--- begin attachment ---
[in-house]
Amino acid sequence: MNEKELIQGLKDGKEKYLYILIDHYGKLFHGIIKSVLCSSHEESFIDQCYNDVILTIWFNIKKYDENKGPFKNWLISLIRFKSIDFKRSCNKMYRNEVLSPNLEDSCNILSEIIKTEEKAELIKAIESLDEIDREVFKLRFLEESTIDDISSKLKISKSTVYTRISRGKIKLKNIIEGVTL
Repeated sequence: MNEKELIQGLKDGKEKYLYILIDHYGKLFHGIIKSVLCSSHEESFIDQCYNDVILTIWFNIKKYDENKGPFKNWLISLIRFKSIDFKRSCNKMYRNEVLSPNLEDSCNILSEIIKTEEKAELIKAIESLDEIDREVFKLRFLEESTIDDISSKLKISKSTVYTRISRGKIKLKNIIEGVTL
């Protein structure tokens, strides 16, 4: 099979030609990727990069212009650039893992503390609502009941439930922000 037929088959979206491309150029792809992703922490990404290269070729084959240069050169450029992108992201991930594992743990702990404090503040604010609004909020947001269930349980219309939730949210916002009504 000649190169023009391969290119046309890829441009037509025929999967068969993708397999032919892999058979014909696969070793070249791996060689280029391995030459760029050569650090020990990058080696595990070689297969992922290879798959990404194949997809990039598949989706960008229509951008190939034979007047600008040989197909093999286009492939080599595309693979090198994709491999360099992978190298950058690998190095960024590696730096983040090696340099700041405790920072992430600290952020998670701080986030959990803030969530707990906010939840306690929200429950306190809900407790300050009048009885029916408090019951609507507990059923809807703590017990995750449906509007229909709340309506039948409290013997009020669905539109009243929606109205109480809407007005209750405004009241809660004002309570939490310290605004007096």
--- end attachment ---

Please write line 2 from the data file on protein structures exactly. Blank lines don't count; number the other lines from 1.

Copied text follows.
Amino acid sequence: MNEKELIQGLKDGKEKYLYILIDHYGKLFHGIIKSVLCSSHEESFIDQCYNDVILTIWFNIKKYDENKGPFKNWLISLIRFKSIDFKRSCNKMYRNEVLSPNLEDSCNILSEIIKTEEKAELIKAIESLDEIDREVFKLRFLEESTIDDISSKLKISKSTVYTRISRGKIKLKNIIEGVTL